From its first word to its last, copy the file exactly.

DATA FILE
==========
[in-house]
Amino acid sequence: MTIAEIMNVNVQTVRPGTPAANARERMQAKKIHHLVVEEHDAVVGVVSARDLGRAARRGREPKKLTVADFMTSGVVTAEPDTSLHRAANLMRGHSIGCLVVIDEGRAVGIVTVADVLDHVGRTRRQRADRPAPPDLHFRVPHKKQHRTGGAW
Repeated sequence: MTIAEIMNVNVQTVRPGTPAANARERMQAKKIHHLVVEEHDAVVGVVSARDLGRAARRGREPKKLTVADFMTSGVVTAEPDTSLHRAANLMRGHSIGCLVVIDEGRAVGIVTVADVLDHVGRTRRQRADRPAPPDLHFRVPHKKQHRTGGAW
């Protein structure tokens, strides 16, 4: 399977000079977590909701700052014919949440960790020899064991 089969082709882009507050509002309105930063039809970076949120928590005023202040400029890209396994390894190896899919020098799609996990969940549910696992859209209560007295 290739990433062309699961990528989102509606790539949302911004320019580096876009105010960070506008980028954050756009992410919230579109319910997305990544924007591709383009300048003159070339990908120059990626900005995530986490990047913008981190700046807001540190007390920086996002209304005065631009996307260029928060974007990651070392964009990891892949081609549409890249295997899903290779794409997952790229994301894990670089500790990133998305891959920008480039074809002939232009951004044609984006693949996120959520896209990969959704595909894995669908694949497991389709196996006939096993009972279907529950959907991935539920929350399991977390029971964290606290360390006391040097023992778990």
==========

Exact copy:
[in-house]
Amino acid sequence: MTIAEIMNVNVQTVRPGTPAANARERMQAKKIHHLVVEEHDAVVGVVSARDLGRAARRGREPKKLTVADFMTSGVVTAEPDTSLHRAANLMRGHSIGCLVVIDEGRAVGIVTVADVLDHVGRTRRQRADRPAPPDLHFRVPHKKQHRTGGAW
Repeated sequence: MTIAEIMNVNVQTVRPGTPAANARERMQAKKIHHLVVEEHDAVVGVVSARDLGRAARRGREPKKLTVADFMTSGVVTAEPDTSLHRAANLMRGHSIGCLVVIDEGRAVGIVTVADVLDHVGRTRRQRADRPAPPDLHFRVPHKKQHRTGGAW
């Protein structure tokens, strides 16, 4: 399977000079977590909701700052014919949440960790020899064991 089969082709882009507050509002309105930063039809970076949120928590005023202040400029890209396994390894190896899919020098799609996990969940549910696992859209209560007295 290739990433062309699961990528989102509606790539949302911004320019580096876009105010960070506008980028954050756009992410919230579109319910997305990544924007591709383009300048003159070339990908120059990626900005995530986490990047913008981190700046807001540190007390920086996002209304005065631009996307260029928060974007990651070392964009990891892949081609549409890249295997899903290779794409997952790229994301894990670089500790990133998305891959920008480039074809002939232009951004044609984006693949996120959520896209990969959704595909894995669908694949497991389709196996006939096993009972279907529950959907991935539920929350399991977390029971964290606290360390006391040097023992778990």